Here's Business Insider's Crazy New Strategy to Boost Ad Revenue
Get ready for more slideshows on Business Insider, but this time with a twist: they'll be paid for by an advertiser and likely include some nod to a brand's product or service.
Henry Blodget's business-news site, known for its sensational headlines, content aggregation and call-it-like-you-see-it sensibility, has begun pitching advertisers on the idea of complementing their ad campaigns on Business Insider with a variety of sponsored-content elements -- following in the footsteps of media companies such as BuzzFeed, Gawker Media and Atlantic Media, which are moving to either supplement, or all-together replace, traditional display ad units with content that advertisers are paying to place alongside editorial content.
Business Insider has sold sponsored posts and emails in the past, but is now doubling down on those efforts with what it calls "Brand Insider," which will allow advertisers to buy sponsored slideshows, videos, and even create their own blogs on subdomains within Business Insider that would mix branded content with relevant Business Insider editorial. (The site hasn't closed a deal for a brand-sponsored blog yet, but Huffington Post's collaboration with IBM is an example of what one might look like.)
The site will continue to run traditional ads, which currently account for the majority of Business Insider's projected $12 million of 2012 revenue (2011 revenue was $7.7 million and Mr. Blodget has said that revenue was $4.8 million in 2010.) But company President and COO Julie Hansen believes there's a lot of untapped potential in selling content opportunities to brands.
"If it were half [of total revenue] in a couple years' time, that would be great," she said.
The foray into branded content is being led by Pete Spande, the former Federated Media CMO who joined Business Insider in March as its first chief revenue officer. (Mr. Spande was already quite familiar with Business Insider since Federated Media sold ads for the site until last summer.) In an interview, Mr. Spande said his sales team is focusing initially on helping advertisers simply find a new audience for compelling content they've already created.
"Very often there's work being done that might be living on [a brand's] YouTube channel or might be something they have for internal training that 's not easily found on websites," Mr. Spande said. "We're able to give brands the spotlight to get that content seen by a large audience." Business Insider then takes that video or other type of content, slaps a snappy headline on it and posts it on the site with a "sponsored" disclaimer.
Mr. Spande said he expects advertisers will do both sponsored posts and display because readers are more likely to engage with a display ad after reading or watching a sponsored post from the same advertiser.
Business Insider advertisers have favored sponsored videos early on. One of the first examples is a video from Jack Daniel's that carries the headline "A Must-See for Serious Whiskey Drinkers." The video feels like a rather bland commercial and is downright dull compared to most Business Insider posts, but has still received more than 100 social shares in the month it's been live, perhaps proving Mr. Spande's point that the site's readers are simply prone to sharing.
Dow Chemical and Dell has also published sponsored videos. It's tough to tell how readers are receiving the posts beyond looking at sharing numbers because Business Insider doesn't allow reader comments on these posts nor does it display the number of page views each receives like it does for all of its editorial content.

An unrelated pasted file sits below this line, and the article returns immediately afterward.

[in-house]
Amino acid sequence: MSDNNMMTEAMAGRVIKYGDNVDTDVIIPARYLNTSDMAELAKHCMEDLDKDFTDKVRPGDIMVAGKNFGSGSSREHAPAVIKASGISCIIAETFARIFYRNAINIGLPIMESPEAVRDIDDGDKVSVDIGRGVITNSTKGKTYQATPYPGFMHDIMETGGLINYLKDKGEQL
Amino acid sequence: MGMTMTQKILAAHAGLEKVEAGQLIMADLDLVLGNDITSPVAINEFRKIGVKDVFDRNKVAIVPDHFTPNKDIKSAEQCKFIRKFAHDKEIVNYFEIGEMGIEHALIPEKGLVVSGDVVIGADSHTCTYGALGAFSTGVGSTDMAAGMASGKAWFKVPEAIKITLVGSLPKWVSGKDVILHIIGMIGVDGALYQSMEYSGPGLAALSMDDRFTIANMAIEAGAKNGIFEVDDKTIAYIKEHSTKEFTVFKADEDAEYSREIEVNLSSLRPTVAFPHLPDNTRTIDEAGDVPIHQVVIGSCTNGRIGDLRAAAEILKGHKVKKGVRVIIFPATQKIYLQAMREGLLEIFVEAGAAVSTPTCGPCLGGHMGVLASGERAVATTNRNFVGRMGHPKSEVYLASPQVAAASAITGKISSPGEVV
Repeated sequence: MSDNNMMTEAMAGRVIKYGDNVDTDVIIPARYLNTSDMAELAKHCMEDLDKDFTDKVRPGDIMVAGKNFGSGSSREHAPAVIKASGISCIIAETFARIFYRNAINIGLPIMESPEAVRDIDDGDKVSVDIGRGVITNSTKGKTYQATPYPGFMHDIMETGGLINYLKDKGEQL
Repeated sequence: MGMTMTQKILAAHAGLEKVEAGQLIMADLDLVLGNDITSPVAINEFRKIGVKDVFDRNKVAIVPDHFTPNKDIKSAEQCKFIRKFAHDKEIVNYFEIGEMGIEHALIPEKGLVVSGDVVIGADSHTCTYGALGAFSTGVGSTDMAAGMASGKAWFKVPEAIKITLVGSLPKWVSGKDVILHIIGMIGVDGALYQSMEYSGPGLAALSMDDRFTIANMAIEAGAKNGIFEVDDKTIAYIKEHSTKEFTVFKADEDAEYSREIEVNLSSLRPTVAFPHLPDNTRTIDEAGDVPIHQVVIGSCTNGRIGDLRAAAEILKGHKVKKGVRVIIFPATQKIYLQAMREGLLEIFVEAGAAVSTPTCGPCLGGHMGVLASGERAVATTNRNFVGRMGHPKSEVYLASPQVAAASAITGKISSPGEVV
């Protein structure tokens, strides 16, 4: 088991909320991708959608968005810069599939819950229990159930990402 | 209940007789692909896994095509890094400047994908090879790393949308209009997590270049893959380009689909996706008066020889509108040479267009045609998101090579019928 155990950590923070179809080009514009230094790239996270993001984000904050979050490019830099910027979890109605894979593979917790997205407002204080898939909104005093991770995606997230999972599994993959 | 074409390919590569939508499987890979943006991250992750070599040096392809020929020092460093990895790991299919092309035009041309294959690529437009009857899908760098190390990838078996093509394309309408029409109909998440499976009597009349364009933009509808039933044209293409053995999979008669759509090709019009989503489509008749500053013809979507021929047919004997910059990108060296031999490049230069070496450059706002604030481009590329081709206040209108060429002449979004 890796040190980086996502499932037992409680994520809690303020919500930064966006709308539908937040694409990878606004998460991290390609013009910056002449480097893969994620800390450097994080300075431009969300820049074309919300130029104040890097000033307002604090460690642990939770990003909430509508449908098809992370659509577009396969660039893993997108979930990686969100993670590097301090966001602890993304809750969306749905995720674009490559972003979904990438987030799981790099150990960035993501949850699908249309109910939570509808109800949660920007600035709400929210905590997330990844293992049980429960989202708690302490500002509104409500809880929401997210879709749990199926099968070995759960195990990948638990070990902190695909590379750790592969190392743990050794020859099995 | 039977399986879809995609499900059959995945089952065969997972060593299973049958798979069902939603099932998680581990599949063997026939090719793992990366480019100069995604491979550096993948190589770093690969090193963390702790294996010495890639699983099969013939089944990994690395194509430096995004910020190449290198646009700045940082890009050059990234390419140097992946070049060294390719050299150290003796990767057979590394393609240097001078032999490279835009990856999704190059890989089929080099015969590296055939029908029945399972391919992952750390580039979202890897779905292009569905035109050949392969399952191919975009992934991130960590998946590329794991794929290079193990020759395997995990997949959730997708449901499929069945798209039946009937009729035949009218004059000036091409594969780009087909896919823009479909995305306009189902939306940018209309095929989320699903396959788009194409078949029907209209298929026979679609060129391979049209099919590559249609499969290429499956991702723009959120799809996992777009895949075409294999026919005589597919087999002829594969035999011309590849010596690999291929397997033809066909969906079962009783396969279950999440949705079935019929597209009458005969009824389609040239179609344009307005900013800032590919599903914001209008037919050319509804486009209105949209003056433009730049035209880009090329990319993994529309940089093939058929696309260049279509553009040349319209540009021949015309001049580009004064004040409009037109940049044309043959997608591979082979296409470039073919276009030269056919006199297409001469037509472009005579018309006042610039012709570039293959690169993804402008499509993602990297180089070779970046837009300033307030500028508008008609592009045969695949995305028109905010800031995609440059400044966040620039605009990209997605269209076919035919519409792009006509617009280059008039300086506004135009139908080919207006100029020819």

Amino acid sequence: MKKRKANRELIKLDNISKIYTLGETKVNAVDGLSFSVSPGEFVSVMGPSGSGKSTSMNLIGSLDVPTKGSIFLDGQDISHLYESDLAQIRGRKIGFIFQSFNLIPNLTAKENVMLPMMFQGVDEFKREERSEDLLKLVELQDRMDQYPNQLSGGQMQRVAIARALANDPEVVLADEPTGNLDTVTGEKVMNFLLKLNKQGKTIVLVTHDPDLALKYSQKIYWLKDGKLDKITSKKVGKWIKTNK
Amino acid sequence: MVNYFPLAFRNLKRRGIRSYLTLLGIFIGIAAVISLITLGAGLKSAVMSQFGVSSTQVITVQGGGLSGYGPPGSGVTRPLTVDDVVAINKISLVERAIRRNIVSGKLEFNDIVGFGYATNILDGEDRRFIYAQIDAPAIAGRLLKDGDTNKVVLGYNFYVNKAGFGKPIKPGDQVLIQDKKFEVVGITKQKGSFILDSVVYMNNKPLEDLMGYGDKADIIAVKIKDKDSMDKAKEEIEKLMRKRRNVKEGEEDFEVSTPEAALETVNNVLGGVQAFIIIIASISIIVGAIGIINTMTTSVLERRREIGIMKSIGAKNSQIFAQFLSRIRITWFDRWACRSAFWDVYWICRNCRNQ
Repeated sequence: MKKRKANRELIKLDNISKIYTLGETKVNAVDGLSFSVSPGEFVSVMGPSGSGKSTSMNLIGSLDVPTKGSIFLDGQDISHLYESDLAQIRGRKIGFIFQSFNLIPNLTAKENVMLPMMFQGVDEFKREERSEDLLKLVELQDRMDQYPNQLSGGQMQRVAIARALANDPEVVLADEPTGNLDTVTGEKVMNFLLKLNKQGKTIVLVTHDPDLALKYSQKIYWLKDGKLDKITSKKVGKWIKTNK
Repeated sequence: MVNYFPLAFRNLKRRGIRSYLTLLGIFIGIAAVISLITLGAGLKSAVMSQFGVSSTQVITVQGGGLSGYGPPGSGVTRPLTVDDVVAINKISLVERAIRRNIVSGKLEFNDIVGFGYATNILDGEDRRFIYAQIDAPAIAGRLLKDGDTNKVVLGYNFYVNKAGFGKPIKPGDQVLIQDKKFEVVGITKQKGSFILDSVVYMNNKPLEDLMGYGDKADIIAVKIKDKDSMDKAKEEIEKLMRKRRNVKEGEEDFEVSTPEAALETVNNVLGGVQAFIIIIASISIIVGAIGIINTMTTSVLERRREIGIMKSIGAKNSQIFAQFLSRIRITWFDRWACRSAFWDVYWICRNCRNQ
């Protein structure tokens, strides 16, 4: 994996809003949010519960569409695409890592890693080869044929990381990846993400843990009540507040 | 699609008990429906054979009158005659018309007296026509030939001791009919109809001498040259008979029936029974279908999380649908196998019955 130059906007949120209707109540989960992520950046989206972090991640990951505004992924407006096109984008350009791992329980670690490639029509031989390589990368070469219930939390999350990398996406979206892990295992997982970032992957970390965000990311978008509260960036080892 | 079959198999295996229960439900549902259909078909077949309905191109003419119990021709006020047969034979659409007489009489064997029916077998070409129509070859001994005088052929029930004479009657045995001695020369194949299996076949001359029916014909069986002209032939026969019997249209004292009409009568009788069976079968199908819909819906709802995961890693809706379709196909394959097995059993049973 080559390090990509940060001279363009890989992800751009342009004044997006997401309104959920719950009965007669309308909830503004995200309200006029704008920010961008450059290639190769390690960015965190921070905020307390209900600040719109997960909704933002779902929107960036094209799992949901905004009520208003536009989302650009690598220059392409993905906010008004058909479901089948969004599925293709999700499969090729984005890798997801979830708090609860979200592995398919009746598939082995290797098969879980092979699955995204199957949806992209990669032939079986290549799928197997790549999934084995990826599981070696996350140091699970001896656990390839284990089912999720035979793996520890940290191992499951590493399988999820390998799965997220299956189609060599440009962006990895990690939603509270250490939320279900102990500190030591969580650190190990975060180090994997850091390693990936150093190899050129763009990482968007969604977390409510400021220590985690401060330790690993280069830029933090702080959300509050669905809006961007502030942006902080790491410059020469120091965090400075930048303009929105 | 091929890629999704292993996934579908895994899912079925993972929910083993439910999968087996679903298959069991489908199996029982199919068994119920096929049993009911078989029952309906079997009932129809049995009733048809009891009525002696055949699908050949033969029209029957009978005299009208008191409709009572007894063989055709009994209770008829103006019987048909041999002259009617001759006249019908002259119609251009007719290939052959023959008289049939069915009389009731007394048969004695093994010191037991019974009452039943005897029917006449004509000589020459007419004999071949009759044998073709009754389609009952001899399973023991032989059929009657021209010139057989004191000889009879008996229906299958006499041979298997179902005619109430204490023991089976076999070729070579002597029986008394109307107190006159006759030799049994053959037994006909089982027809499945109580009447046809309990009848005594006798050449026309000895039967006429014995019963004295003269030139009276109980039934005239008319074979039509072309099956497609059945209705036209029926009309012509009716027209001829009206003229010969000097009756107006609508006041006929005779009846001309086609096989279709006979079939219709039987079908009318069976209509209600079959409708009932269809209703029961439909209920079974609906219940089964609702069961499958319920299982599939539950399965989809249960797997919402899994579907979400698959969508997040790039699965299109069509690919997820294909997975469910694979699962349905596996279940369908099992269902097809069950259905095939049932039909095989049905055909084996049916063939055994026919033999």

Still, no one can deny the size of the large and fast-growing platform Business Insider is letting advertisers tap into. The site, which now employs 102 people, attracted 7.5 million unique visitors in the U.S. in September, according to ComScore, up 59% from 4.7 million the same month last year. (The company says its internal numbers show that it registered 19 million visitors last month, which includes two sources ComScore's measurement doesn't track: international traffic and traffic from mobile phones and tablets, which now account for 26% of the site's overall traffic.)
How did it achieve such growth? One way is by embracing a loose definition of what business news is as it continues to expand into new verticals. For example, a recent post on the home page offered readers advice on fantasy football. Ms. Hansen said the site will continue to push the boundary on what it deems relevant to its audience as long as people are reading it and the composition of its readership doesn't shift drastically. But only to a point.
"We're not posting viral kitten videos," she said. (Except a quick search on the site for "cats" turns up a post from last month titled "15 Pictures of Cats Saved By Firemen"; it's been viewed nearly 10,000 times.)
The company is also trying to diversify its sources for revenue in other ways. Ms. Hansen said its events business, which consists of six to eight conferences a year, is profitable. And the company is slowly adding subscribers to its research-subscription service, BI Intelligence, though Ms. Hansen acknowledged that that business is still in a test -and-learn phase. "We can't publish enough about HTML5, for example," she said, "but at the same time, for all we write that 's thoughtful and considered, people tend to prefer a [Powerpoint] format."
If either of the sponsored-content or research-business lines take off, Business Insider may very well become a model for the type of diversification digital-media companies need to thrive. If not, the company, which isn't profitable, may have to add to the $13.6 million in venture capital it's raised to date.